It took nearly an hour to navigate around the flash floods the summer evening torrential rainfall caused. The windshield wipers beat at full speed to little effect on the car that pulled up to a smart-looking triple-decker. Dupree Solicitors was on East Bay Street in the professional district of Charleston near the Old Exchange & Provost Dungeon.
Florence shut the engine off, got out of the car and hurried up the front steps clutching her briefcase. She didn’t bother with an umbrella—wouldn’t have done much good anyway. The main entrance was still open and there was a light in the hallway.
She shivered a bit as she crossed the hallway to Ms. Dupree’s office; her soaked shoes squeaking on the hardwood floor. She opened the heavy oak door without knocking. The acrid smell of burning tobacco permeated the office.
Ms. Dupree, an anorexic waif of a woman with dirty blonde hair tied up in an elaborate bun, was sitting at a large desk that had been hand crafted from the timbers of a sunken steamboat. The desk was sparsely used; only a laptop computer, it’s bluish light washing out the lawyer’s features, sat on its surface. An expensive rubbed-oil bronze floor lamp illuminated the rest of the office with a soft yellow glow. The luxurious blood red carpet already had towels down to mop up rain water brought in by visitors, and mahogany bookcases filled with leather-bound law books lined the walls.
A smoldering cigarette sat with it’s burned out cousins in a glass ashtray.
Florence hurried over to one of the chairs facing the desk, careful to stay on the towels.
“Don’t sit,” said Dupree, never looking up. “Is it done?”
“Yes. The old bastard never even read it.”
“Good work,” Dupree said, looking at Florence. “This calls for a celebration. Be a dear and pour me a drink.”
Florence put her briefcase down on the chair she’d been told not to sit in and walked over to the matching mahogany mini-bar across from the desk. She poured a generous portion of a rich amber liquid into a glass.
“Here you go, ma’am,” she said turning. Dupree had gone into Florence’s bag and already had the deed transfer papers in her hand. Dupree began to read the papers, absentmindedly holding out her hand for the tumbler.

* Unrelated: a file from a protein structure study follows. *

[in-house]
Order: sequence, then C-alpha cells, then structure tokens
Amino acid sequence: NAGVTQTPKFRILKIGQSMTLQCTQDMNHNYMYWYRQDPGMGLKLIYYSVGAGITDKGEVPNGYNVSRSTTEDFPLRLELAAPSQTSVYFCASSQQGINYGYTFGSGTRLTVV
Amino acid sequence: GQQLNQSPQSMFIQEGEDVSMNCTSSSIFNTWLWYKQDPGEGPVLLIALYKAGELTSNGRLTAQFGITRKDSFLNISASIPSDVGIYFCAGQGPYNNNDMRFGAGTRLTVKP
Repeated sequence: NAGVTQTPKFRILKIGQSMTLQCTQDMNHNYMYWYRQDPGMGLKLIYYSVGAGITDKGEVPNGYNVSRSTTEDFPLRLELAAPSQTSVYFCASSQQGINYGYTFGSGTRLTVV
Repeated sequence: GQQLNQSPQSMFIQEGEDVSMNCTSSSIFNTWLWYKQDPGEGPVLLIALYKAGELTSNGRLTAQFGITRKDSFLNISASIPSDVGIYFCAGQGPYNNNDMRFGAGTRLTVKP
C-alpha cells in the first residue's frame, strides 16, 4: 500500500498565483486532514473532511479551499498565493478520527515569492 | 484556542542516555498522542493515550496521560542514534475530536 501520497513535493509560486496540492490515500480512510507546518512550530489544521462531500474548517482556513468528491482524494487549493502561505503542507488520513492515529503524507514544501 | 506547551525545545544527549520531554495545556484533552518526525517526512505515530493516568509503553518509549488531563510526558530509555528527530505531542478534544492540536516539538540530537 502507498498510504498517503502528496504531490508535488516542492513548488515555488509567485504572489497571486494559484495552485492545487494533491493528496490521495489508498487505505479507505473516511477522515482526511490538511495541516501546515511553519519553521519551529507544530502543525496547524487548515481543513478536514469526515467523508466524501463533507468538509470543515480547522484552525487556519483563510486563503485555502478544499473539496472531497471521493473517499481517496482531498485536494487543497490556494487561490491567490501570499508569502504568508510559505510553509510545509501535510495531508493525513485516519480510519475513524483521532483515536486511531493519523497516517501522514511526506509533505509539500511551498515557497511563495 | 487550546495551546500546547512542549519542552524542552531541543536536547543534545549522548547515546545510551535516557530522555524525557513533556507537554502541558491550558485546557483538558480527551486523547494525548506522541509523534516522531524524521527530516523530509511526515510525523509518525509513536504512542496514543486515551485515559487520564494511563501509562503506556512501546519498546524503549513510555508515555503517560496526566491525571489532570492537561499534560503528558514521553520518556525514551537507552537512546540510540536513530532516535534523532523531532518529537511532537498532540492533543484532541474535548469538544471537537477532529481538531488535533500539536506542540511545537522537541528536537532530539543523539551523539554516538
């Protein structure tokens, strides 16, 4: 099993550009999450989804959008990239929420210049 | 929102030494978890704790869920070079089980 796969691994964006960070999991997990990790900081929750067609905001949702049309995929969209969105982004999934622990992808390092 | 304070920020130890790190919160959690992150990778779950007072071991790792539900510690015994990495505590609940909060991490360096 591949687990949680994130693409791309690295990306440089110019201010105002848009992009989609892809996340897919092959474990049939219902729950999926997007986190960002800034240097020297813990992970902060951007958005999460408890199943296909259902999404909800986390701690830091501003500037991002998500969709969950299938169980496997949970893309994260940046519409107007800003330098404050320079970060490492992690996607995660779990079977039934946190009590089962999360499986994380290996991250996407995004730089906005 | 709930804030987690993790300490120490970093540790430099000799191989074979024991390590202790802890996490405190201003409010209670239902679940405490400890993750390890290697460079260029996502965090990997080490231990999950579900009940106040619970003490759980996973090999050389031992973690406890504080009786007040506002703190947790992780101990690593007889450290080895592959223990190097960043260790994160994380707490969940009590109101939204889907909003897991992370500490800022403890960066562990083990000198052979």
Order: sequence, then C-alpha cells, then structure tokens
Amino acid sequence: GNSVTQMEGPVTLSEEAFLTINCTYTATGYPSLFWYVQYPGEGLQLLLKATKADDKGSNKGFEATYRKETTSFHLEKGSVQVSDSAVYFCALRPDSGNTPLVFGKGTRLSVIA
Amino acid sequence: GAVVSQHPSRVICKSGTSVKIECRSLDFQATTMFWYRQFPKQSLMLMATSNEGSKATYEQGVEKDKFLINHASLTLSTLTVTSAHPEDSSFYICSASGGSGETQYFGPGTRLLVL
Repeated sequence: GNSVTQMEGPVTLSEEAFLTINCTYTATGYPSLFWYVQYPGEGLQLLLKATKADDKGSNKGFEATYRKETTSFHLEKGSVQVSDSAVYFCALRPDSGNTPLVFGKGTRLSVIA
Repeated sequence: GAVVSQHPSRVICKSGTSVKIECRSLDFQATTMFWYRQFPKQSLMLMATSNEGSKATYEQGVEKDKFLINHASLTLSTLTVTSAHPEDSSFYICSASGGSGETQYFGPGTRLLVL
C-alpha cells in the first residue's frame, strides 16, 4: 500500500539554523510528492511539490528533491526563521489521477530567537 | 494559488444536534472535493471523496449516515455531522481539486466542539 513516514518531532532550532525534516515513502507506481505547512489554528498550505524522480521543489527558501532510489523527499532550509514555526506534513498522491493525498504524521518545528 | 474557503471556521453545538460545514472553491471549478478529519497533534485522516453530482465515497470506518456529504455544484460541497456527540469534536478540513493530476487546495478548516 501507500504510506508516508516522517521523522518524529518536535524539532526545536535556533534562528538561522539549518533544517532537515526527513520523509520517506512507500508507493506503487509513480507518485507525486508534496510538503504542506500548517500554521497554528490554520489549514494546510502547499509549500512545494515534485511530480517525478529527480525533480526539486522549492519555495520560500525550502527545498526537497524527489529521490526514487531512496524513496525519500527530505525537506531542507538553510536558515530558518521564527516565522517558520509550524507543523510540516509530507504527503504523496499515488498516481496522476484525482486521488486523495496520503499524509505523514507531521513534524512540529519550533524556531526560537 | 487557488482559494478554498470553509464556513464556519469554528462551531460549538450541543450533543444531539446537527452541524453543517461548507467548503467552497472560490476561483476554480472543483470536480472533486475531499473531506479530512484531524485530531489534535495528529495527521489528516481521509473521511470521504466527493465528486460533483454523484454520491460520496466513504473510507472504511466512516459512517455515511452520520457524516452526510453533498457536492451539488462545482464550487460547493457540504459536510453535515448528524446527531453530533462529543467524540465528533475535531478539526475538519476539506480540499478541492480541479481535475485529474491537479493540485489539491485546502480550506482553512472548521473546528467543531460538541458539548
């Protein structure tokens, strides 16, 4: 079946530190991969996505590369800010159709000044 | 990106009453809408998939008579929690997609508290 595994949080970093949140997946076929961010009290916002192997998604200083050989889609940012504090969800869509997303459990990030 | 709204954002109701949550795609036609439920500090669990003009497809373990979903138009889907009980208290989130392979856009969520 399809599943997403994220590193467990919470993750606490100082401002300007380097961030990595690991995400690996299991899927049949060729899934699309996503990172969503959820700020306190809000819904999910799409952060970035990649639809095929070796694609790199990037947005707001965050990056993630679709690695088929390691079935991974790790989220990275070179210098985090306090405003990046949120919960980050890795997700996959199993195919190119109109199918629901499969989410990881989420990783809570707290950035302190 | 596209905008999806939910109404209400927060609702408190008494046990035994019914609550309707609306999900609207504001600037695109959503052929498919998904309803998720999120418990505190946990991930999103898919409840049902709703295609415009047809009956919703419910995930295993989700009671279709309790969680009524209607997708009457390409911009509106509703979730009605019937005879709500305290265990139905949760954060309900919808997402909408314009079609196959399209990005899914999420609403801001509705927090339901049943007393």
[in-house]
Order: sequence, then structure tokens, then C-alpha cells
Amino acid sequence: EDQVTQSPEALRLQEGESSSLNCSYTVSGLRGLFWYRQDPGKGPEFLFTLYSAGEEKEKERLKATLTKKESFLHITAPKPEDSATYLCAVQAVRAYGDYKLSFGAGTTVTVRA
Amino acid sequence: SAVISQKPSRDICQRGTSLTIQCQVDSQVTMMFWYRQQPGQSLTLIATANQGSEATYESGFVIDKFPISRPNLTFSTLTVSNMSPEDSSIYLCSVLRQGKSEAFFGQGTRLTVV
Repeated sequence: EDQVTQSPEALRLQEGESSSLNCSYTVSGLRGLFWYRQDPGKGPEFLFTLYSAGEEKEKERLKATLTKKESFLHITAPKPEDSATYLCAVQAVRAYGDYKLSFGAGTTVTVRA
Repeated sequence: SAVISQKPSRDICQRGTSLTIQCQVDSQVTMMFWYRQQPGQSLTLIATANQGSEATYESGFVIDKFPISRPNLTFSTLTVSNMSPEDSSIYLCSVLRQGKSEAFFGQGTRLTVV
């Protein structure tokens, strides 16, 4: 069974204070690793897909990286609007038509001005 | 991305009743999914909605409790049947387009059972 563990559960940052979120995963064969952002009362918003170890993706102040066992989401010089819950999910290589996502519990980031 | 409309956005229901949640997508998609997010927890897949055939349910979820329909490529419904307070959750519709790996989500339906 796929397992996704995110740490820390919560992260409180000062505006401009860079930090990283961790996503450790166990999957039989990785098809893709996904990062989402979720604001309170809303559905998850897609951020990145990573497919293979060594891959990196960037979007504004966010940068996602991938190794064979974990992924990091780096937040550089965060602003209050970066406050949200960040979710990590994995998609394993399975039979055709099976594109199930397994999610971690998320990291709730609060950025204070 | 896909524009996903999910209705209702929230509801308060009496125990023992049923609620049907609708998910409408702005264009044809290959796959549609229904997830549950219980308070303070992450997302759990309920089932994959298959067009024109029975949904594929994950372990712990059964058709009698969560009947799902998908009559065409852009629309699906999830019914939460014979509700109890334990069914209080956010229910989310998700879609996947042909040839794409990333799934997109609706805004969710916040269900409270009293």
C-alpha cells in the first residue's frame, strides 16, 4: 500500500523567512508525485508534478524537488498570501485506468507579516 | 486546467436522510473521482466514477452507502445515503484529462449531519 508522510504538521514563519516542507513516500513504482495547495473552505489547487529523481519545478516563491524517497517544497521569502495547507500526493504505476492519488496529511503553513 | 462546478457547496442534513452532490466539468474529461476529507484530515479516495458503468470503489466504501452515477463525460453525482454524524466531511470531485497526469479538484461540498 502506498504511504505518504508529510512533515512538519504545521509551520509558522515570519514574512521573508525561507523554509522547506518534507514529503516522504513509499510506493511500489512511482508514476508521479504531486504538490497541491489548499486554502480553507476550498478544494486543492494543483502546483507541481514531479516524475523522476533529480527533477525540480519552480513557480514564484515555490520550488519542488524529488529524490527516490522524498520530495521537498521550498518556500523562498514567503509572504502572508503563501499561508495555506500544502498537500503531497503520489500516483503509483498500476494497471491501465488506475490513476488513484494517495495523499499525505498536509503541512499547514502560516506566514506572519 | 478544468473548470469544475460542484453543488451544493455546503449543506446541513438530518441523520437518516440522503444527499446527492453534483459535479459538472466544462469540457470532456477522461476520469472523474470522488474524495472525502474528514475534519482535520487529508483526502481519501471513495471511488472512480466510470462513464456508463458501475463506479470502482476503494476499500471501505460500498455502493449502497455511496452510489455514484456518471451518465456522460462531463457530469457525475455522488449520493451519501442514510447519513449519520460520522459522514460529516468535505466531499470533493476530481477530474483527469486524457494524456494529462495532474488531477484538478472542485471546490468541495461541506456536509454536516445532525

Florence handed her a drink. She remained standing while Dupree sat.
Dupree downed her drink in one quick motion.
“Wait. What’s this? These aren’t the documents I gave you,” said Dupree, irritated.
“No, ma’am. They aren’t,” said Florence calmly.
“You bitch! You put your name in! You had Rehnquist sign over the deed to you!” Dupree threw the papers at her.
Florence stood impassively, watching the papers scatter across the carpet.
“You’re fired. And I’m going to have you arrested…” Dupree broke off, her eyes bulging. She began to cough as white foam appeared at the corners of her mouth.
“Guess you should’ve read the papers too, ma’am.”
Dupree had fallen on the carpet, her breath coming in wet-sounding rasps. It was over in less than a minute.
# # #
It didn’t take long for Florence to tidy the office, pour the poisoned bourbon down the toilet, and move Dupree’s towel-wrapped petite body out to the trunk of her car. In this rain, there would be no witnesses. She locked the office and got in the drivers seat.
The dashboard clock read 9 PM.
Pulling out her mobile, she dialed a number.
“Mr. Rehnquist, Florence Moses here, from…yes that’s right. Sorry to disturb you. I realized I forgot one last bit of paperwork…my fault completely, yes. I can pop out tonight if you…” There was a buzzing sound on the line.
“Appreciate it! See you in a while.” Florence pressed the off button.
She checked her briefcase and found her snub-nosed .38 next to the papers recovered from Dupree’s office. Florence put the car in drive and headed back toward the planation. She left just as the first tongues of flame began to lick at the curtains of Dupree’s office. The fire chief’s report would list the cause of the blaze as a poorly discarded cigarette.
The plan was almost finished. Along with the body in the trunk, there remained one last loose end. As for the bodies, well, Rehnquist’s gators were going to eat good tonight.